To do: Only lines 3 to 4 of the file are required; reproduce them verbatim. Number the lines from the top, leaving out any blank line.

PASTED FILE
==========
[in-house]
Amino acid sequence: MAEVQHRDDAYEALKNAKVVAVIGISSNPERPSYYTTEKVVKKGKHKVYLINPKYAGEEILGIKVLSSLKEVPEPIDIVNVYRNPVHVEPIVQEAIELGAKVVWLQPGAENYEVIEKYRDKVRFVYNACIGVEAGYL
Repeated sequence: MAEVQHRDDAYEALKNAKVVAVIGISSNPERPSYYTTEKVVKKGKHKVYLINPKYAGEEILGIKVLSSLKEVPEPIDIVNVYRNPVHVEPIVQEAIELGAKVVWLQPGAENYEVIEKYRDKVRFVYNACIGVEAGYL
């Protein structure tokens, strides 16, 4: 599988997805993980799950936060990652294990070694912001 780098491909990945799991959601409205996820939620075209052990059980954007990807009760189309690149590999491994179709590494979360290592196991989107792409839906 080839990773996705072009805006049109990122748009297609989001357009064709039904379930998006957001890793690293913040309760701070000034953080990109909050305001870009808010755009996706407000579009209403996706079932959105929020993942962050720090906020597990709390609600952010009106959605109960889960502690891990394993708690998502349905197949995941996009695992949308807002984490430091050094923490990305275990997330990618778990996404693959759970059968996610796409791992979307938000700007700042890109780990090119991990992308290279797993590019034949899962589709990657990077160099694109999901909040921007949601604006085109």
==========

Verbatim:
Repeated sequence: MAEVQHRDDAYEALKNAKVVAVIGISSNPERPSYYTTEKVVKKGKHKVYLINPKYAGEEILGIKVLSSLKEVPEPIDIVNVYRNPVHVEPIVQEAIELGAKVVWLQPGAENYEVIEKYRDKVRFVYNACIGVEAGYL
């Protein structure tokens, strides 16, 4: 599988997805993980799950936060990652294990070694912001 780098491909990945799991959601409205996820939620075209052990059980954007990807009760189309690149590999491994179709590494979360290592196991989107792409839906 080839990773996705072009805006049109990122748009297609989001357009064709039904379930998006957001890793690293913040309760701070000034953080990109909050305001870009808010755009996706407000579009209403996706079932959105929020993942962050720090906020597990709390609600952010009106959605109960889960502690891990394993708690998502349905197949995941996009695992949308807002984490430091050094923490990305275990997330990618778990996404693959759970059968996610796409791992979307938000700007700042890109780990090119991990992308290279797993590019034949899962589709990657990077160099694109999901909040921007949601604006085109």